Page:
The debate over a leaked Green Paper that looks at possible legislation that would see communications service providers policing copyright infringement on behalf of the music and film industry has exploded once again. The Register is reporting that Tiscali and the BPI now disagree on who should bear the costs of a private arrangement the two bodies came to over policing copyright infringement.
"Relations between the pair are in disarray as they battle over who should cover the costs of sending warning letters to peer to peer users and then disconnect persistent copyright infringer's. The system the two-million-customer ISP believed it had agreed with the BPI is the same one that the government is pushing all ISPs to enforce.
It had been thought that the dialogue between the BPI and Tiscali would serve as a model for the rest of the internet industry, which is threatened with legislation if it does not come to a voluntary agreement to act against copyright infringement. The issue hit the mainstream at the beginning of this week, when leaked documents confirmed Westminster's plans to bring in new laws.
Last summer, the BPI sent Tiscali a list of 21 IP addresses it identified as having engaged in illegal peer to peer filesharing. Warning letters were sent out, and eventually four customer accounts were shut down.""Tiscali and BPI go to war over 'three strikes' payments", TheRegister 15/02/2008
The scheme on the surface sounds very similar to what has been covered in the press this week, but since nothing has been officially published on the exact procedures service providers and the media industry are proposing, it is not possible to say whether it would be sufficient to prevent legislation.
A key change with the Tiscali agreement is that in the past court orders have been obtained to link the IP addresses to a particular account and the copyright holder then pursues the suspected infringer. With the Tiscali/BPI system, assuming it works on similar lines as past reports, the BPI seem to be able to provide screenshots showing someone was offering a particular track for upload, though whether the BPI actually downloaded the file to make sure the file was what its title suggested it was is unclear. This screenshot would then be looked at by Tiscali who would then look up in their own records who the customer was and warn them or in the case of persistent offenders suspend/cancel their account.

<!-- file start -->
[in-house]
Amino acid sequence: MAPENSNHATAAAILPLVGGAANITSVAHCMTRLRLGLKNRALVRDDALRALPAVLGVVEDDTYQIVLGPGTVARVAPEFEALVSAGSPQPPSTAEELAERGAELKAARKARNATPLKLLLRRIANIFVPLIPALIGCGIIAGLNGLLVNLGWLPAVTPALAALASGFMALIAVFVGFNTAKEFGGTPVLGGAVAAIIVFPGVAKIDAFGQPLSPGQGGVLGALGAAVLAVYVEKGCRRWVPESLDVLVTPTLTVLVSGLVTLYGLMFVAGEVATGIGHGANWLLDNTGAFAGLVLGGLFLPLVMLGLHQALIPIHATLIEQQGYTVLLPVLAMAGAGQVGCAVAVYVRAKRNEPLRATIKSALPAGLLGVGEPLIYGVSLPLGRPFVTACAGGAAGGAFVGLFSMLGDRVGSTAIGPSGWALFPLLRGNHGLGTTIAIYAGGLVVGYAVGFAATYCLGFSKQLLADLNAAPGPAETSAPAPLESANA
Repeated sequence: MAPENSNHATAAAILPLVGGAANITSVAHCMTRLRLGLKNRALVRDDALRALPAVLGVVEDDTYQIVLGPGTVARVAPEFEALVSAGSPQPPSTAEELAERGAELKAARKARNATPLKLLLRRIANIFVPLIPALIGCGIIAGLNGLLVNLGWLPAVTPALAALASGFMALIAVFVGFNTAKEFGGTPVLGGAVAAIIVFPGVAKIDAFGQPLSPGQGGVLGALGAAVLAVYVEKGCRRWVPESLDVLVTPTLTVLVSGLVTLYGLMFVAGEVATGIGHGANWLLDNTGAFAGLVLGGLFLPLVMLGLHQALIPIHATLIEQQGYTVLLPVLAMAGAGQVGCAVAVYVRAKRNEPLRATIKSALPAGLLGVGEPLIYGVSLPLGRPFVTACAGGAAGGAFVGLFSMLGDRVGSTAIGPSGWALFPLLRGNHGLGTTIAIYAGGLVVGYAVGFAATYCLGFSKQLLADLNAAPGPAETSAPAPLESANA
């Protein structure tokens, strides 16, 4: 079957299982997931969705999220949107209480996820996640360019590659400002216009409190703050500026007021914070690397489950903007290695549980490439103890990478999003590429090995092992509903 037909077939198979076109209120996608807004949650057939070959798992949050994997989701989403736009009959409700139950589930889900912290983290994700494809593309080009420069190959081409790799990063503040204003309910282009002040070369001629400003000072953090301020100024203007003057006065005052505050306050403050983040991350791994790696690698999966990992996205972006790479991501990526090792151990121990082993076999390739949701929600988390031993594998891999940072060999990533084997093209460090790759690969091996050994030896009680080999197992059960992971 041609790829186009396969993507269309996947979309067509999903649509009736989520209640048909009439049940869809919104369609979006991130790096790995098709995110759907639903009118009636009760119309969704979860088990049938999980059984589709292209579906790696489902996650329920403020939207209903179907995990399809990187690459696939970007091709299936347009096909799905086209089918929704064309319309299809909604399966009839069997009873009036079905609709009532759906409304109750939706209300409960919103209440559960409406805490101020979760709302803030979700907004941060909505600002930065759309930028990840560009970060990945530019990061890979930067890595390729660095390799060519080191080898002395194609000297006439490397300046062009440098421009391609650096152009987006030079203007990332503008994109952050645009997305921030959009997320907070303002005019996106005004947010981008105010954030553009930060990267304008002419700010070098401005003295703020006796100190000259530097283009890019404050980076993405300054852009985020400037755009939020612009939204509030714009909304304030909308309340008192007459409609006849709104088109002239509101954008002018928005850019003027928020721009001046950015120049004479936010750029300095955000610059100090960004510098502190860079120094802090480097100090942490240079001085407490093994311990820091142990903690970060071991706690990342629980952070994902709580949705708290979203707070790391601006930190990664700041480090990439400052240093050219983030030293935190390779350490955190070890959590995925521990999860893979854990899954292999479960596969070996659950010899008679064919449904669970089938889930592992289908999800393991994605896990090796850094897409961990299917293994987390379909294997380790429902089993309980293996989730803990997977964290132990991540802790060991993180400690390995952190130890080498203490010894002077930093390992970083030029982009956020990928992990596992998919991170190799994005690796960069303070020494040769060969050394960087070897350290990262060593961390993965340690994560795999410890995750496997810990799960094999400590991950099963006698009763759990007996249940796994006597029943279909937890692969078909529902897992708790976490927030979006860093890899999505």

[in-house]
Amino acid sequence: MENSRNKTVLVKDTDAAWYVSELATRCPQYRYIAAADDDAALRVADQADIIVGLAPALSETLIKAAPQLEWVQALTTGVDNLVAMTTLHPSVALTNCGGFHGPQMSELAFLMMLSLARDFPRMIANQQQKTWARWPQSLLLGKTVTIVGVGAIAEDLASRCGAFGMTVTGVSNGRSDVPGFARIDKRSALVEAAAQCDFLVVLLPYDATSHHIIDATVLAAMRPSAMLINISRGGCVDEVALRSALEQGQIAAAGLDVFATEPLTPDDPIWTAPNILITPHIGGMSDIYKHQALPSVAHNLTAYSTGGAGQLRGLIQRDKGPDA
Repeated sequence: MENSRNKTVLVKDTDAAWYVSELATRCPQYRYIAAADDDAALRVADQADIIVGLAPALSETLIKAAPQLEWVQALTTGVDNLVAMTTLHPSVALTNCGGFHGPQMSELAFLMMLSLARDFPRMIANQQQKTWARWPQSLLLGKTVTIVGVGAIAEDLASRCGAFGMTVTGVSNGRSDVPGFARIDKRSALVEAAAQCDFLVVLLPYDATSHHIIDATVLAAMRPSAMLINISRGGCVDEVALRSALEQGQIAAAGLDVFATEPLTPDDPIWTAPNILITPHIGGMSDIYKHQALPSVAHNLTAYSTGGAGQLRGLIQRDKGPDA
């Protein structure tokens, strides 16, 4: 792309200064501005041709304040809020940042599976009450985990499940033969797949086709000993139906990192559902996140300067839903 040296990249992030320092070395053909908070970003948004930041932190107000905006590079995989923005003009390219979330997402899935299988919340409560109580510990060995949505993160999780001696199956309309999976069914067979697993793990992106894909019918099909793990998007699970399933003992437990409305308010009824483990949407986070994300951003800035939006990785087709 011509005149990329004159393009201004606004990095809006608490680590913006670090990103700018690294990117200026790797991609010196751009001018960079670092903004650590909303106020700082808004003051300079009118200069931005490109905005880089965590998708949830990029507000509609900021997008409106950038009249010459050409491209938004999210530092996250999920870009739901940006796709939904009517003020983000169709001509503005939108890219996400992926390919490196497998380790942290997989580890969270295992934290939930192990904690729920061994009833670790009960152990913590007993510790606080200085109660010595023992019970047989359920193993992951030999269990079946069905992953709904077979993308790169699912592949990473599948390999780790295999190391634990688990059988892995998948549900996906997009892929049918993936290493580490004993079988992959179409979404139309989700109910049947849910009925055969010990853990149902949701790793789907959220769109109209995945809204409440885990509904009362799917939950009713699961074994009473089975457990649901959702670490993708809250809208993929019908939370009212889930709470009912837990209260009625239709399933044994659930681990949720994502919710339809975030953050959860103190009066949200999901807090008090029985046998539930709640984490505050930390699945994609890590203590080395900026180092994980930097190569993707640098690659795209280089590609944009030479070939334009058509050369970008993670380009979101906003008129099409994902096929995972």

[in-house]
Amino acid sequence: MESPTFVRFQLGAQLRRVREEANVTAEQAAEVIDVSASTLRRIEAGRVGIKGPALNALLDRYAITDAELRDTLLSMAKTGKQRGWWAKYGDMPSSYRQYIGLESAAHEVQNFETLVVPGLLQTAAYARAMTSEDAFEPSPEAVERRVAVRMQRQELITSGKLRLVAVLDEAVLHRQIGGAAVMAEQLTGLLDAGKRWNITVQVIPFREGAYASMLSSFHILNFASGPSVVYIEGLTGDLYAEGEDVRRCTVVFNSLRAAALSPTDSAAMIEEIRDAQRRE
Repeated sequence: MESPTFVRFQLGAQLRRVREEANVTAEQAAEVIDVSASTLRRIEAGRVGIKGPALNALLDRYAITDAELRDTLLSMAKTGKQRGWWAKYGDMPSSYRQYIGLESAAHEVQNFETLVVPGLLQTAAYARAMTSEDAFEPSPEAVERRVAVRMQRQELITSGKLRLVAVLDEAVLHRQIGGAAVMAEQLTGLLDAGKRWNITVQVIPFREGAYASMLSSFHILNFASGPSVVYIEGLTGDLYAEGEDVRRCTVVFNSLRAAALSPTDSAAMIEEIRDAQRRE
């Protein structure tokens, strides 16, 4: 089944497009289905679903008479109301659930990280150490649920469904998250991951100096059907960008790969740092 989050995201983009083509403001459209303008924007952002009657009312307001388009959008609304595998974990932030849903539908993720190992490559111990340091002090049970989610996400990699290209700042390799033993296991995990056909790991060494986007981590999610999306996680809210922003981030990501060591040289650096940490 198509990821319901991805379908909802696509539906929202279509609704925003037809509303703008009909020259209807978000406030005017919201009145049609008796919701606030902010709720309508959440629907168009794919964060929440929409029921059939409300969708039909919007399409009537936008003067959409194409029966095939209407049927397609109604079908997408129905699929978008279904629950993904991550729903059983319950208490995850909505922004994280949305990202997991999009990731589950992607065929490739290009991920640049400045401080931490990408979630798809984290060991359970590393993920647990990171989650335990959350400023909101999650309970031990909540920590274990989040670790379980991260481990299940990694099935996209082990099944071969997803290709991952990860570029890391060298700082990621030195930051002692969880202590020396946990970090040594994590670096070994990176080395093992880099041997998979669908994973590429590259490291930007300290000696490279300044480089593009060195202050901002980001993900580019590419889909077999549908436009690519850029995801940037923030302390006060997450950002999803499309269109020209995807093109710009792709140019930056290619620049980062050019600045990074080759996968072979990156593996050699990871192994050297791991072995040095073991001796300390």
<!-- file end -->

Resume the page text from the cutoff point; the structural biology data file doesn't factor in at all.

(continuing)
Where things have fell apart is that the BPI disputes the charges Tiscali are making with regard to writing warning letters and disconnecting customers. In fact this is one area that will be very much under debate in the industry, since if this system becomes widespread the BPI and other bodies could clamp down initially and want thousands of initial warnings to be made. If the scale of the problem is to be believed it could be millions of warning e-mails.
A lot of debate has centered around how providers will monitor the traffic, which in this Tiscali/BPI case appears to be irrelevant as the screenshots or other evidence from the BPI appear to have been all that is used. Policing based on just this small amount of evidence might leave the system open to challenge from individuals who have been pursued by mistake.
At the end of the day copyright infringement and rows like this have existed since the days when the ability to record music first appeared. Times move on and many young people of today will never have seen a vinyl single with their exposure to music purchasing being a download from various online stores. One wonders how many of these people who pay for tracks they download are also using less legal sources for things like downloading remix versions and albums after having already paid for three or four tracks of an artist. The costs of downloading a full album is not far off the cost of buying a physical CD in many cases which simply encourages people who bought the hit single to look elsewhere for a copy of the album.
With what by all accounts is likely to be an expensive and unpopular agreement between service providers and the music/film industry looming is it not time to look at what can be done to encourage people to pay at least something for content? One other area that needs to be addressed is the quality of what is offered commercially, many music downloads offered at a single bit-rate without options for higher quality versions suitable for playing over high quality music systems. With films this is even more of an issue--Who wants to pay £2 to £3 for a film download that has just a 2 Mbps bit-rate and thus exhibits obvious compression artefacts when viewed on a large HD television screen.